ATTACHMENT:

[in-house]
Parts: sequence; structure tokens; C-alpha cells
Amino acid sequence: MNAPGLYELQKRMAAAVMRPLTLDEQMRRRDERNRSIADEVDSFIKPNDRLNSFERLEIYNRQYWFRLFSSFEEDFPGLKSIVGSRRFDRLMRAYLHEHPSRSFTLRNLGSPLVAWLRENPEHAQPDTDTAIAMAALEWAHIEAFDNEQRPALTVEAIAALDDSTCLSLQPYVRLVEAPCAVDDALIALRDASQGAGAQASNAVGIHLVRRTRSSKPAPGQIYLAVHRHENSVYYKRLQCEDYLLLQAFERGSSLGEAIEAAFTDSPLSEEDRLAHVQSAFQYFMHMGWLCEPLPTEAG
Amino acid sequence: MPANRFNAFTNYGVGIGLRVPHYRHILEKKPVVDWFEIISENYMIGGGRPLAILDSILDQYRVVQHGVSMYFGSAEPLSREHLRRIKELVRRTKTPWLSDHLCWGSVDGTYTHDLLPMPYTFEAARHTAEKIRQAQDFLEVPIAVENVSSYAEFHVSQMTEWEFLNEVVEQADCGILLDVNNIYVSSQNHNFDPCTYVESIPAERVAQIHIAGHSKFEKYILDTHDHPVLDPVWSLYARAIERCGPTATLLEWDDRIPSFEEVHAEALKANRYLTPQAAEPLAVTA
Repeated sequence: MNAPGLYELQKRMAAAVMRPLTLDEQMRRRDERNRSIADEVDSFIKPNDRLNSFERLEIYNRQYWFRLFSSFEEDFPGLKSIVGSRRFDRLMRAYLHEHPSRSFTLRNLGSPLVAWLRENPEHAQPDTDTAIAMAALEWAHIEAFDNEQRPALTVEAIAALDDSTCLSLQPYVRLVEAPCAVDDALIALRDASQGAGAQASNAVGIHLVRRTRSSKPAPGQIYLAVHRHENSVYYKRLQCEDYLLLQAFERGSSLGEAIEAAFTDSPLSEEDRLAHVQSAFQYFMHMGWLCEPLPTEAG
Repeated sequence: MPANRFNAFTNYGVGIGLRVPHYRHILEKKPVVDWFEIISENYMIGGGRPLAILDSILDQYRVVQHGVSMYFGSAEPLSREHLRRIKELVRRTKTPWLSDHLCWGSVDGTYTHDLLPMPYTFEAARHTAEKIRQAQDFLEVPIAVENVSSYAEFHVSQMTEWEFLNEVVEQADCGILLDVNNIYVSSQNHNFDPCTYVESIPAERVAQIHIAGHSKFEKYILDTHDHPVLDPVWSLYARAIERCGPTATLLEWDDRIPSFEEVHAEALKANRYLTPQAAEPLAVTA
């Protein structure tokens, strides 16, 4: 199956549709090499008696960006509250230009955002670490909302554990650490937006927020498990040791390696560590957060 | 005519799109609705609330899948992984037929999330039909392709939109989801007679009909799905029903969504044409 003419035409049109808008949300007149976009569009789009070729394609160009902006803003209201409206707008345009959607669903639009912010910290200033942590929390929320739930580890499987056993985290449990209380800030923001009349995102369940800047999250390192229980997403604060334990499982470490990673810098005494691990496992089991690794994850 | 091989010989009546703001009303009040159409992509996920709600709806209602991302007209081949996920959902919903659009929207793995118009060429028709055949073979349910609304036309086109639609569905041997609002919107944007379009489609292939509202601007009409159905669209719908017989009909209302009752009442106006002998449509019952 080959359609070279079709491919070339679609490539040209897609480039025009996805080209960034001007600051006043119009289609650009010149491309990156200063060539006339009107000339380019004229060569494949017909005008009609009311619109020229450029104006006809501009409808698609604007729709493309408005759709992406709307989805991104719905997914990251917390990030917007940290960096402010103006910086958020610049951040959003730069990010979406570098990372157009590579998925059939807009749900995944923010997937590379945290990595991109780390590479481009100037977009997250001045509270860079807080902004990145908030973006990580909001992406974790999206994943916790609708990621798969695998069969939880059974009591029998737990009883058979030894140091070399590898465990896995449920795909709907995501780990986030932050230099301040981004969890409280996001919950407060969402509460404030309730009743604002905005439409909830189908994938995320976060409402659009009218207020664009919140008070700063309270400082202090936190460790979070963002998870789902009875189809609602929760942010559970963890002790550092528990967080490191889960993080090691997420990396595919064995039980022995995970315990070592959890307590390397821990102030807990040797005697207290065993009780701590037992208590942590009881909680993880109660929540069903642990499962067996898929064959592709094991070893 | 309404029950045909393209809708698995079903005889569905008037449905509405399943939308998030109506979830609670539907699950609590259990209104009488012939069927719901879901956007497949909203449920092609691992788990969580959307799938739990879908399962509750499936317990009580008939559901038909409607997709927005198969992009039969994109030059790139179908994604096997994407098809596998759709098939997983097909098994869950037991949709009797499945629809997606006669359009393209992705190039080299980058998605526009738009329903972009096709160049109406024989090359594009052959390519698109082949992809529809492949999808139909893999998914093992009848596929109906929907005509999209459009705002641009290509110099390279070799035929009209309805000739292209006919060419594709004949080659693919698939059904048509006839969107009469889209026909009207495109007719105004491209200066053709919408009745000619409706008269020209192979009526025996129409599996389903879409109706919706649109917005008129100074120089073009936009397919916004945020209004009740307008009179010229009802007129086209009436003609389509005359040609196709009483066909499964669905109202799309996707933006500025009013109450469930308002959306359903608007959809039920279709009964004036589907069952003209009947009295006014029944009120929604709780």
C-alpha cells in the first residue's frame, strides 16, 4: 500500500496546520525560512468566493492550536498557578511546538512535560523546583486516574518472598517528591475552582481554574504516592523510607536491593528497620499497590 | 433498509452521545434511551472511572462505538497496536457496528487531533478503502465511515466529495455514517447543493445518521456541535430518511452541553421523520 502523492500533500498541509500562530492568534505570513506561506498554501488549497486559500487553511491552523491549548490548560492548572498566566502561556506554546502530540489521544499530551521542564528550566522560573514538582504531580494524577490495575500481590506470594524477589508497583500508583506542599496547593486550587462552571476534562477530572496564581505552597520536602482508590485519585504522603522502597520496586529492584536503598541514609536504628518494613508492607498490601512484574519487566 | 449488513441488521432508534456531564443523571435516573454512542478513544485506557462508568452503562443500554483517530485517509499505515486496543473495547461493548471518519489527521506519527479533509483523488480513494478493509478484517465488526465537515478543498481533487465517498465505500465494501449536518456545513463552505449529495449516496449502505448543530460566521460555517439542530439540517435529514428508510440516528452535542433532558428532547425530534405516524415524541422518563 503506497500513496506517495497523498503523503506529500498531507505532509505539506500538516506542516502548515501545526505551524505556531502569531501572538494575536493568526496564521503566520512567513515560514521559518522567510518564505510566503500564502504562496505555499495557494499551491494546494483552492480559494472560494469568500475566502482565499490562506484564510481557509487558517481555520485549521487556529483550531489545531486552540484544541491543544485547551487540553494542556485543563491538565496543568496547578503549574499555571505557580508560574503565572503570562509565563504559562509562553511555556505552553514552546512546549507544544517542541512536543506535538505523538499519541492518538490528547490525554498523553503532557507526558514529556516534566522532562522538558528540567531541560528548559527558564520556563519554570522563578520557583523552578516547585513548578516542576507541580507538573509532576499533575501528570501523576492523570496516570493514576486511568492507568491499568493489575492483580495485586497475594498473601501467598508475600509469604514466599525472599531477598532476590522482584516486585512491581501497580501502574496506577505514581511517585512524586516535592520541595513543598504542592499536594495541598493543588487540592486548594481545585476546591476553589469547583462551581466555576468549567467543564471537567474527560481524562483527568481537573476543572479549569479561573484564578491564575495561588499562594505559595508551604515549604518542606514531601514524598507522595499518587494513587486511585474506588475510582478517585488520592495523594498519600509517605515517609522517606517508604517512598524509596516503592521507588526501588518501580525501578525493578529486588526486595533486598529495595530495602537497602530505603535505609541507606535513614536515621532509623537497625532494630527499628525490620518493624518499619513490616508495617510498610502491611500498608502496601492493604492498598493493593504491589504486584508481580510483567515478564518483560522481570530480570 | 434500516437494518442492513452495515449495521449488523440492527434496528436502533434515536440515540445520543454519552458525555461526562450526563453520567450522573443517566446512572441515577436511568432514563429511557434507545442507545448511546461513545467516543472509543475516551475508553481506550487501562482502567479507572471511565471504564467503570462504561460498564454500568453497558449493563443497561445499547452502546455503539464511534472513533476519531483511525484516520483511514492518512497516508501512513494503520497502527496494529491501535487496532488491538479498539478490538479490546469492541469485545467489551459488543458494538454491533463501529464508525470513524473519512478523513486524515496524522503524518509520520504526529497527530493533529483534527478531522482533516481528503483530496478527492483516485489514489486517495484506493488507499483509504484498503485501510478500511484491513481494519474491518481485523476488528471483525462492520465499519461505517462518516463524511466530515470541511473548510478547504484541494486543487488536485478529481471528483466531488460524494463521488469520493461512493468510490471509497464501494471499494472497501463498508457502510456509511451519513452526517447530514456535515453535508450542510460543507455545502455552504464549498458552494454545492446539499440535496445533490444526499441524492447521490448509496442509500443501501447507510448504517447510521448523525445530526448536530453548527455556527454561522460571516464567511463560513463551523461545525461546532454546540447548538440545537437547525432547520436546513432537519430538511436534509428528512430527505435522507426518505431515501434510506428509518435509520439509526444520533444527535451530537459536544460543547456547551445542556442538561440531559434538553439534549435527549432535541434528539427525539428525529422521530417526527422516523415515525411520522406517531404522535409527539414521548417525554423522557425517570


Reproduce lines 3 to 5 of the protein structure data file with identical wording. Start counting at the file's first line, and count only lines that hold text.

Amino acid sequence: MNAPGLYELQKRMAAAVMRPLTLDEQMRRRDERNRSIADEVDSFIKPNDRLNSFERLEIYNRQYWFRLFSSFEEDFPGLKSIVGSRRFDRLMRAYLHEHPSRSFTLRNLGSPLVAWLRENPEHAQPDTDTAIAMAALEWAHIEAFDNEQRPALTVEAIAALDDSTCLSLQPYVRLVEAPCAVDDALIALRDASQGAGAQASNAVGIHLVRRTRSSKPAPGQIYLAVHRHENSVYYKRLQCEDYLLLQAFERGSSLGEAIEAAFTDSPLSEEDRLAHVQSAFQYFMHMGWLCEPLPTEAG
Amino acid sequence: MPANRFNAFTNYGVGIGLRVPHYRHILEKKPVVDWFEIISENYMIGGGRPLAILDSILDQYRVVQHGVSMYFGSAEPLSREHLRRIKELVRRTKTPWLSDHLCWGSVDGTYTHDLLPMPYTFEAARHTAEKIRQAQDFLEVPIAVENVSSYAEFHVSQMTEWEFLNEVVEQADCGILLDVNNIYVSSQNHNFDPCTYVESIPAERVAQIHIAGHSKFEKYILDTHDHPVLDPVWSLYARAIERCGPTATLLEWDDRIPSFEEVHAEALKANRYLTPQAAEPLAVTA
Repeated sequence: MNAPGLYELQKRMAAAVMRPLTLDEQMRRRDERNRSIADEVDSFIKPNDRLNSFERLEIYNRQYWFRLFSSFEEDFPGLKSIVGSRRFDRLMRAYLHEHPSRSFTLRNLGSPLVAWLRENPEHAQPDTDTAIAMAALEWAHIEAFDNEQRPALTVEAIAALDDSTCLSLQPYVRLVEAPCAVDDALIALRDASQGAGAQASNAVGIHLVRRTRSSKPAPGQIYLAVHRHENSVYYKRLQCEDYLLLQAFERGSSLGEAIEAAFTDSPLSEEDRLAHVQSAFQYFMHMGWLCEPLPTEAG